Ah, babies. One day they're crawling about, just an innocent mass of gas and cosmic fuzz. The next they're standing on their own … swallowing another baby whole.
They grow up so fast.
That's the gist of a new cosmic "baby picture" of the Milky Way galaxy, which reveals its humble origins, before it cannibalized another, smaller galaxy.
Approximately 10 billion years ago, a collision between two galaxies ended with one of them — a dwarf galaxy named Gaia-Enceladus — absorbed by the other, which was more than three times its size. Over millions of years, the massive cannibal absorbed its galactic meal to become the Milky Way as it is today: the spiral galaxy that we call home, and host to at least 100 billion stars.
Past work showed that the Milky Way merged with another galaxy, but scientists debated the timeline of the collision and aftermath. Recently, researchers estimated when the merger happened by mapping about 1 million stars from the galaxy's disk and inner halo — all within 6,500 light-years from the sun — using data from Gaia, a space telescope launched in 2013 by the European Space Agency (ESA).
This new data helped the researchers distinguish between stars that formed in the Milky Way prior to the collision and hinted at what happened after the two galaxies collided. [11 Fascinating Facts About Our Milky Way Galaxy]
Other distant galaxies bear clues about mergers that happened billions of years ago, visible as distortions in a galaxy's overall shape. But it's hard to see that in the Milky Way because we're inside it, said lead study author Carme Gallart, a research scientist with the Institute of Astrophysics of the Canary Islands.
Detecting the Milky Way's long-ago merger meant tracking how different groups of stars moved relative to each other and then examining the differences in the groups' chemical makeup, Gallart told Live Science in an email.
To figure out stars' ages, astrophysicists measure properties such as color and brightness, using computer simulations to map them to different star evolution stages. But calculating a star's brightness depends on how far away it is, "and measuring distances is complicated," Gallart said.
However, the Gaia mission is changing that. The space telescope has accurately measured distances "for millions of stars within thousands of light-years around the sun," Gallart explained. "This has allowed us to determine the distribution of ages for these stars, for a large volume around the sun and with unprecedented accuracy."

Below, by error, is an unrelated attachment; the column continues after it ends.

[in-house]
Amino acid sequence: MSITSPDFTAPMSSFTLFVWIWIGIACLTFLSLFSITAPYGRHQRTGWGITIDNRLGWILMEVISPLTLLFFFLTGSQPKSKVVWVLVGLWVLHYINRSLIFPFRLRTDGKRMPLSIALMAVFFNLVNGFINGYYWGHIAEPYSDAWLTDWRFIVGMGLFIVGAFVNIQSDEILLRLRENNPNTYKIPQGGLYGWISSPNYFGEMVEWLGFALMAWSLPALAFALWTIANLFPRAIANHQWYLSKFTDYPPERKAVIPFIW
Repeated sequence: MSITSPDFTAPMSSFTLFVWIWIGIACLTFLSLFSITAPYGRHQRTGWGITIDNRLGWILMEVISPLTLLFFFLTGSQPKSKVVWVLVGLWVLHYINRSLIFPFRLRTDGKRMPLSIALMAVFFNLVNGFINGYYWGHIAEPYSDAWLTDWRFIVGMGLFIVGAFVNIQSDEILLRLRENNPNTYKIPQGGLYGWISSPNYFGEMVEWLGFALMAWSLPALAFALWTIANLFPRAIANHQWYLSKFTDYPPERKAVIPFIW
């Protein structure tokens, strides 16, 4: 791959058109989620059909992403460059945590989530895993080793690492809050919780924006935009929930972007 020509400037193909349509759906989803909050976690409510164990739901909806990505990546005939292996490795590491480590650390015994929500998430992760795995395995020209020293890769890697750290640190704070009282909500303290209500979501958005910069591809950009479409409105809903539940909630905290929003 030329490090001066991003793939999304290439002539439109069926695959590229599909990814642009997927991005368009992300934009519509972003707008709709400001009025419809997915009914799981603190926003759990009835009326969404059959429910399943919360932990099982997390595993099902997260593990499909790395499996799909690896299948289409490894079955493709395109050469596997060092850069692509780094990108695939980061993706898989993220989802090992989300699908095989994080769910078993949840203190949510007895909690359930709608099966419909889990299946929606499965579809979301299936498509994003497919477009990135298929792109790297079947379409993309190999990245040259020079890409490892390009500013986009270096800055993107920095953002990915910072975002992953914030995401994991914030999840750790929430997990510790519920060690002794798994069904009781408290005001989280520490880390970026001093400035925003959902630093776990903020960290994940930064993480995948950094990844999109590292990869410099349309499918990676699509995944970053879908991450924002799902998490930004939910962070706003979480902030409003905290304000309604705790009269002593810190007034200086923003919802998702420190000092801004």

In the study, researchers identified two types of Milky Way stars; a "red" group, which contained a higher concentration of metals, and a "blue" group, which wasn't as metal rich. They determined that the blue group originally belonged to Gaia-Enceladus, the smaller galaxy that was swallowed up.
In the beginning
The scientists found that both galaxies emerged around 13 billion years ago and then produced stars for about 3 billion years before they collided — a process that took millions of years.
As the galaxies merged, the collision heated up existing stars in the young Milky Way, drawing them into a stellar halo — a spherical zone surrounding the galaxy. Gas fell toward the galaxy's center to create a shape like a disk, "with the thick disk continuing to form stars at a substantial rate," Gellart said. Then, around 6 to 8 billion years ago, "the gas settled into a thin disk that has continued to form stars until the present day," she said.
The sequence of events that fed the formation of the main disk in the Milky Way uncovered important clues about what happens when two galaxies crash into each other, Gallart explained.
"We can measure these effects much more accurately in the Milky Way than in external galaxies, and this will provide many new insights on the physical mechanisms that play a role in the evolution of galaxies," she said.
The findings were published online today (July 22) in the journal Nature Astronomy.
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Originally published on Live Science.
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Mindy Weisberger is a Live Science editor for the channels Animals and Planet Earth. She also reports on general science, covering climate change, paleontology, biology, and space. Mindy studied film at Columbia University; prior to Live Science she produced, wrote and directed media for the American Museum of Natural History in New York City. Her videos about dinosaurs, astrophysics, biodiversity and evolution appear in museums and science centers worldwide, earning awards such as the CINE Golden Eagle and the Communicator Award of Excellence. Her writing has also appeared in Scientific American, The Washington Post and How It Works Magazine.